“What the hell happened?”
When you’re talking to somebody on the phone and they’re suddenly not there, do you ask yourself, “What the hell happened? Did they hang up on me? Was it something I said? Are they angry? Did their phone lose power? Is the signal week? Should I call back? Are they calling me back?”
What the hell happened in these photos?
What the hell happened in the first photo above and the last one? First photo: We did a mindfulness exercise in a therapy group last week where we focused on a piece of paper we crumpled and then unfolded. Last photo: a group calling themselves “Gym Class” performed Lou Reed’s “Take a Walk on the Wild Side” at an open mic last night.
Is making noise making things better or worse? Today, I’m making noise about the fact that some news columnists are speculating that how the USA opposition party is making noise might be hurting their chances in the upcoming midterm election.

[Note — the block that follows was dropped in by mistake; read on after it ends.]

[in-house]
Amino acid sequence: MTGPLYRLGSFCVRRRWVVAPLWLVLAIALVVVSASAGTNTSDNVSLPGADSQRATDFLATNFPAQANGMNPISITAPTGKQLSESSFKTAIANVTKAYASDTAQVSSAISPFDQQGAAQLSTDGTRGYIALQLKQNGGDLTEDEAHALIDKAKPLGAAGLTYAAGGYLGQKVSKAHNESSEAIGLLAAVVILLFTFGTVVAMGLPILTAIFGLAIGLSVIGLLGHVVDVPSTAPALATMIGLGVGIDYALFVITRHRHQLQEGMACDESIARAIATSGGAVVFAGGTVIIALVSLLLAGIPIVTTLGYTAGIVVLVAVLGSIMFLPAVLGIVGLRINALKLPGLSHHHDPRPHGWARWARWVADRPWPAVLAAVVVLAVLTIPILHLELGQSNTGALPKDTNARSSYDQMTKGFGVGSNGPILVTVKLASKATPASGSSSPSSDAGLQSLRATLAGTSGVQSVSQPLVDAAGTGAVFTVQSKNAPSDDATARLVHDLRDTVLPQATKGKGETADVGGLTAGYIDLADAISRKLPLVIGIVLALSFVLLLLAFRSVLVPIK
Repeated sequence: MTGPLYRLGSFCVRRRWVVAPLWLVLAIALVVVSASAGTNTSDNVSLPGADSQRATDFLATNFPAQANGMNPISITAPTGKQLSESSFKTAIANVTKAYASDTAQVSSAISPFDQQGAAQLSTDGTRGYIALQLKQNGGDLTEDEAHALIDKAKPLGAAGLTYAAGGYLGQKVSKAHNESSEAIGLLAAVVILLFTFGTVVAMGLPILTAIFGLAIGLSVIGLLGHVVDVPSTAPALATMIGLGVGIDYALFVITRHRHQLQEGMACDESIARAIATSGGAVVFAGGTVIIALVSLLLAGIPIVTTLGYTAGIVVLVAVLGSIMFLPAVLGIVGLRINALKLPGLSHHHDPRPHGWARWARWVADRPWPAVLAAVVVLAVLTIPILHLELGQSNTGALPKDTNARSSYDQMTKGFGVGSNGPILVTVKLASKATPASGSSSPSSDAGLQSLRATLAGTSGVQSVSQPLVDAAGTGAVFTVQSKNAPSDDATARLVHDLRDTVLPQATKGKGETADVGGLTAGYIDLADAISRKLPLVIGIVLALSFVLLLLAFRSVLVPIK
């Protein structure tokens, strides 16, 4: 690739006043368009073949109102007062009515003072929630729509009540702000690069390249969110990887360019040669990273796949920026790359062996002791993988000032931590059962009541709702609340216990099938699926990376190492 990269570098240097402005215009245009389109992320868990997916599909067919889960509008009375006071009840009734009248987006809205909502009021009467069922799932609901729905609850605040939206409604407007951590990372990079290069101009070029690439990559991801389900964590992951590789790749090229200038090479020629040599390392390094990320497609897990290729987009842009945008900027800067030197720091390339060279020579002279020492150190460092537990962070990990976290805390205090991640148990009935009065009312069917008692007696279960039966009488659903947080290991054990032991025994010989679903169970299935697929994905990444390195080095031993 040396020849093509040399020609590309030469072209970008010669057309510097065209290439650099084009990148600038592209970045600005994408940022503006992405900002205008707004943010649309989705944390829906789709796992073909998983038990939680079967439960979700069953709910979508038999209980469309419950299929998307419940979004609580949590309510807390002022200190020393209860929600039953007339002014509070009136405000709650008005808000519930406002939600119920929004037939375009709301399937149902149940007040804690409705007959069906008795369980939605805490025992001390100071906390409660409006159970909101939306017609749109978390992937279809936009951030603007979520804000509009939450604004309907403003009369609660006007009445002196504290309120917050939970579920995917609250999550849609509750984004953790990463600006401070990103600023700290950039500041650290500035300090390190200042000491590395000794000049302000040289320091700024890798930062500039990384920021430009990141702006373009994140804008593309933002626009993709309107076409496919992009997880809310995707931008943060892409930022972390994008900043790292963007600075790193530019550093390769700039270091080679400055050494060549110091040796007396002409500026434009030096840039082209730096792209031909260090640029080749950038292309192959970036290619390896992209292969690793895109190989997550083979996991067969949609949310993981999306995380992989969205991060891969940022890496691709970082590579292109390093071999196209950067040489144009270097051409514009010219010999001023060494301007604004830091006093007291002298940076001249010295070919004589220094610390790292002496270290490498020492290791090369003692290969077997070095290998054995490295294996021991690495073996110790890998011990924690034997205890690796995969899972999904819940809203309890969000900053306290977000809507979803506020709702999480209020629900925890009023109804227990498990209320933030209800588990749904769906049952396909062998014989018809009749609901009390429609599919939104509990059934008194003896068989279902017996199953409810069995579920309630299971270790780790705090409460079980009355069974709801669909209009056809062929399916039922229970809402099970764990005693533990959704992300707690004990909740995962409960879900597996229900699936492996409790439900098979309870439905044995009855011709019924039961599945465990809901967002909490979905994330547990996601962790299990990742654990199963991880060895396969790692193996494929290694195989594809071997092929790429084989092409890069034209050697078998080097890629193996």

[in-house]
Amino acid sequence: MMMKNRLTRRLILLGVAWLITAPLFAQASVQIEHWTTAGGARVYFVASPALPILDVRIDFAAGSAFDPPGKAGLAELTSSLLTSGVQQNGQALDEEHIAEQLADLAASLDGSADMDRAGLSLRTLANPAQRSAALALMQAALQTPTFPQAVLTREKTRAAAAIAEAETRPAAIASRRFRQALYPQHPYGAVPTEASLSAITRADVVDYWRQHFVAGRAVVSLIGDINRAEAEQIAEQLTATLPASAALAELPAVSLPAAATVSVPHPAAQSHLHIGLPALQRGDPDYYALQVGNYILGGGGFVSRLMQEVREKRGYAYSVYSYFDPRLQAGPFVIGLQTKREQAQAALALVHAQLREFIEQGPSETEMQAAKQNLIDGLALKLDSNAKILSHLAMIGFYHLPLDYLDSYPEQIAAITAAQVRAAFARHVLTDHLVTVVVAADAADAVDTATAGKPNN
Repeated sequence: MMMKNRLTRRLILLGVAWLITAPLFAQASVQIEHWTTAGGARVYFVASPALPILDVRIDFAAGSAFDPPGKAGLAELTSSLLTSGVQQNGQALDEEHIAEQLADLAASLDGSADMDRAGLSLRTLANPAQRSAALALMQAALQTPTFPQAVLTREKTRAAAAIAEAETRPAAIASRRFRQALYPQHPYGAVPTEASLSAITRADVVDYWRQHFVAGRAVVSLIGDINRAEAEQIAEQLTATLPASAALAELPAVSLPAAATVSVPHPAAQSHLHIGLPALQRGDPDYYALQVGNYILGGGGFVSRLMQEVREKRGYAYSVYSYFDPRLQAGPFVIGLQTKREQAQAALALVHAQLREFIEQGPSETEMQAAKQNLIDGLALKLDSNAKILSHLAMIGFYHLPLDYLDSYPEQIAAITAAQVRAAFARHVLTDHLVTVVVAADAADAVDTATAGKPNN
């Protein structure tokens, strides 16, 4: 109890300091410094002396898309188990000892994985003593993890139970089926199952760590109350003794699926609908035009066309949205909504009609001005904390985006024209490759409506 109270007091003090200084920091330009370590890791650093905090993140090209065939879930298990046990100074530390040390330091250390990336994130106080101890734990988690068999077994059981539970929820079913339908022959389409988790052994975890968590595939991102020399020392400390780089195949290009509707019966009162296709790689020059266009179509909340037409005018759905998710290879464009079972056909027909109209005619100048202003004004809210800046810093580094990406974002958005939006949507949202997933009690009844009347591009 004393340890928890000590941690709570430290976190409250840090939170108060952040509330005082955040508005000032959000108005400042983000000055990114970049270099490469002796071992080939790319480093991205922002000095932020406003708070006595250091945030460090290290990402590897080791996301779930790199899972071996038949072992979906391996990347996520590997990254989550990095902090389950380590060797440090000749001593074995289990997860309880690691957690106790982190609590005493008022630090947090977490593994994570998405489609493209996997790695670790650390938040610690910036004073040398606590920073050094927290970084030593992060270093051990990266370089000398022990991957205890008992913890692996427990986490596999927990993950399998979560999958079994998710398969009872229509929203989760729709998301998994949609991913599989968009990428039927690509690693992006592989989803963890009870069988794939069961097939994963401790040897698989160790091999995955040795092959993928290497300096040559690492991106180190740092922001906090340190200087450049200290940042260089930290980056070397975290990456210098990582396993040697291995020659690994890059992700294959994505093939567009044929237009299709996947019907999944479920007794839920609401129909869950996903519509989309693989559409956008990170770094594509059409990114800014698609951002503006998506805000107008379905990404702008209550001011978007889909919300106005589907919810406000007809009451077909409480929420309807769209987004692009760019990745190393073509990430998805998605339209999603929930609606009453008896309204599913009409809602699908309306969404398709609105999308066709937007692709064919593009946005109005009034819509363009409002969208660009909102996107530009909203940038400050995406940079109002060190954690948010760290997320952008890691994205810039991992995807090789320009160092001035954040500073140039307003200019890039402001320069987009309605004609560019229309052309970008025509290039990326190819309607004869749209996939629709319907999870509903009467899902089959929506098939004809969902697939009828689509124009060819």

Lately, I’ve been making noise in my therapy groups, inviting people to be making noise when we do a mindfulness exercise that focuses on listening. This is the noise I’m making when I introduce that exercise:
In this mindfulness exercise, we’re going to focus on the sense of hearing. After you hear the sound of the chime, do your best to listen to all the noises in the room. Feel free to make noise to make the exercise more interesting for other people.
That’s my attempt at making it safer for people to be making noise, since many of us can be self-conscious about the noises we’re making, especially when other people are listening.
I’ll be making noise soon with these Right & Wrong Buzzers:
Even though I’m often making noise about letting go of unhelpful concepts of wrong and right, I’ll be making noise to encourage people to change old habits of thinking (including the cognitive distortions described here).
It’s okay to be making noise or to be silent about the other images I captured yesterday.
Because the wind was making so much noise yesterday, I didn’t go for my usual walk. Instead, I was making noise by making ukulele chords for my latest original song “I’m Mad About You.”